If NFLX is on track with a million new members in Q2 – and remember, the team has only been consistent with its conservative forecast – it will come back to the early days of the service, when a million was considered a good performance. Only it won’t be this time.

This, of course, should make sense when pandemic strains are factored in and people want to go out to eat again, to see a movie, to attend a concert. But Wall Street isn’t even buying the one million figure this quarter, instead falling in the 1.5 million to 1.75 million range.

JPMorgan analyst Doug Anmuth’s calculations on his analysis of NFLX app downloads total up to two million. It is still near the levels of the start-up era of the business.

How many churn rates are there?

What could be much more interesting are the numbers of falls. How many subscriptions are still in play? Known as “churn,” cancellations on video streaming services ranging from NFLX and Disney + (DIS) to Apple TV + (AAPL) and Peacock (CMCSA) were mostly in medium to high numbers recently, with Apple. TV + in the high-end with 15.6% in the fourth quarter, according to Antenna, a start-up analysis team. NFLX was the lowest at 2.5%, thanks in large part to its gigantic library.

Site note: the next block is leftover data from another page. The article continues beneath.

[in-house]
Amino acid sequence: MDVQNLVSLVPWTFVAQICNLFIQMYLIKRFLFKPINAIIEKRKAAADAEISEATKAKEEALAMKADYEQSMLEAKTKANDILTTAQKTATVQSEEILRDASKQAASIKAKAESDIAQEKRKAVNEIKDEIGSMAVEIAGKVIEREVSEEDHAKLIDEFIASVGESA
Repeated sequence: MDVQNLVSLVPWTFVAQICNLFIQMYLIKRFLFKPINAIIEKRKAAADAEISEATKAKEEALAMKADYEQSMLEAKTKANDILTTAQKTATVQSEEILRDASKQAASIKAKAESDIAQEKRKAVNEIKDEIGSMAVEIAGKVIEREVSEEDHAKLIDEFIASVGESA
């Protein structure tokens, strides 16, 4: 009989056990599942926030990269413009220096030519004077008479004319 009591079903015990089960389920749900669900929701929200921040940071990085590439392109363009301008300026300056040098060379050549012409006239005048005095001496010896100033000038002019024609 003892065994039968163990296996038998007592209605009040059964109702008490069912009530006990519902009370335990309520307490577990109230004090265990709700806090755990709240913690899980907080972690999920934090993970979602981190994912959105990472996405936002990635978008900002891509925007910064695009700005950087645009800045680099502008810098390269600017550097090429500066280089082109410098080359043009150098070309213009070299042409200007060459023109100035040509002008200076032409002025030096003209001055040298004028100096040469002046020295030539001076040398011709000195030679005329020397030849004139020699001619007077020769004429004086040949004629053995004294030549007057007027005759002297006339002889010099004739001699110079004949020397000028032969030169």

Overall, according to Deloitte’s Digital Media Trends edition released in April, industry-wide churn rates edged down in February, to 36%, from 38% in October. However, they were still more than double the 14% churn rate of May 2020.

“Acquiring followers is a challenge, but retaining them can be more difficult,” Deloitte vice president Kevin Westcott said, according to The Hollywood Reporter.

“For people who are considering subscribing to a brand new paid video streaming service in the past year, the cost outweighs the content,” Westcott added. “And a price increase was the number one reason subscribers say they would be canceling a service.”

This leads some analysts to expect an increase in the NFLX churn rate after the October price hike. Despite this, with its leadership position in the industry and catalog of content, many don’t expect it to do much harm.

Content is still king